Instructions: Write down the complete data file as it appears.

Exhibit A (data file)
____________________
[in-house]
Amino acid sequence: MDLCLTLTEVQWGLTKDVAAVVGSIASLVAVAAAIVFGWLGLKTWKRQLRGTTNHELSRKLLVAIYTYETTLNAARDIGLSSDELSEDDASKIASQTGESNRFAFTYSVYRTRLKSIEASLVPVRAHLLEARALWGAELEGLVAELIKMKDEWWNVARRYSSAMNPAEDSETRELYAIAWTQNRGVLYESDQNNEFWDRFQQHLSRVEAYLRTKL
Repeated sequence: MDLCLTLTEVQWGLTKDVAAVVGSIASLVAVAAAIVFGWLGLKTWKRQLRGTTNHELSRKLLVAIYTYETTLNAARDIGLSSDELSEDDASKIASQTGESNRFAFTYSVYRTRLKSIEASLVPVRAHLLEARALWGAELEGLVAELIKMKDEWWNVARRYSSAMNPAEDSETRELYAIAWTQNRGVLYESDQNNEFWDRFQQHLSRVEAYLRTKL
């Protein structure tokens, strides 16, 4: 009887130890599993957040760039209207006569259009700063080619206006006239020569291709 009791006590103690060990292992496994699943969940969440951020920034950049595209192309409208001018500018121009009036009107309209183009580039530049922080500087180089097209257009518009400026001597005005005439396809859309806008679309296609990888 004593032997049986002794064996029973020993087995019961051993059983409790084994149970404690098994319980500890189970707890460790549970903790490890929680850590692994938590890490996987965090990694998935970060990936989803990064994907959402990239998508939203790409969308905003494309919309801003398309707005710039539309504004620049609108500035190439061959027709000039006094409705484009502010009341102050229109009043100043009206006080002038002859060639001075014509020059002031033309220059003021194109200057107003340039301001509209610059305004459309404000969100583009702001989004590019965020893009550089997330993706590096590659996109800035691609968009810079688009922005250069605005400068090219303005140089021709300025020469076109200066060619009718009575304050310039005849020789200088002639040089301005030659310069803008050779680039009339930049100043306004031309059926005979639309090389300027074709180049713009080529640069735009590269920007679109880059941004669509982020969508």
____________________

[in-house]
Amino acid sequence: MDLCLTLTEVQWGLTKDVAAVVGSIASLVAVAAAIVFGWLGLKTWKRQLRGTTNHELSRKLLVAIYTYETTLNAARDIGLSSDELSEDDASKIASQTGESNRFAFTYSVYRTRLKSIEASLVPVRAHLLEARALWGAELEGLVAELIKMKDEWWNVARRYSSAMNPAEDSETRELYAIAWTQNRGVLYESDQNNEFWDRFQQHLSRVEAYLRTKL
Repeated sequence: MDLCLTLTEVQWGLTKDVAAVVGSIASLVAVAAAIVFGWLGLKTWKRQLRGTTNHELSRKLLVAIYTYETTLNAARDIGLSSDELSEDDASKIASQTGESNRFAFTYSVYRTRLKSIEASLVPVRAHLLEARALWGAELEGLVAELIKMKDEWWNVARRYSSAMNPAEDSETRELYAIAWTQNRGVLYESDQNNEFWDRFQQHLSRVEAYLRTKL
């Protein structure tokens, strides 16, 4: 009887130890599993957040760039209207006569259009700063080619206006006239020569291709 009791006590103690060990292992496994699943969940969440951020920034950049595209192309409208001018500018121009009036009107309209183009580039530049922080500087180089097209257009518009400026001597005005005439396809859309806008679309296609990888 004593032997049986002794064996029973020993087995019961051993059983409790084994149970404690098994319980500890189970707890460790549970903790490890929680850590692994938590890490996987965090990694998935970060990936989803990064994907959402990239998508939203790409969308905003494309919309801003398309707005710039539309504004620049609108500035190439061959027709000039006094409705484009502010009341102050229109009043100043009206006080002038002859060639001075014509020059002031033309220059003021194109200057107003340039301001509209610059305004459309404000969100583009702001989004590019965020893009550089997330993706590096590659996109800035691609968009810079688009922005250069605005400068090219303005140089021709300025020469076109200066060619009718009575304050310039005849020789200088002639040089301005030659310069803008050779680039009339930049100043306004031309059926005979639309090389300027074709180049713009080529640069735009590269920007679109880059941004669509982020969508």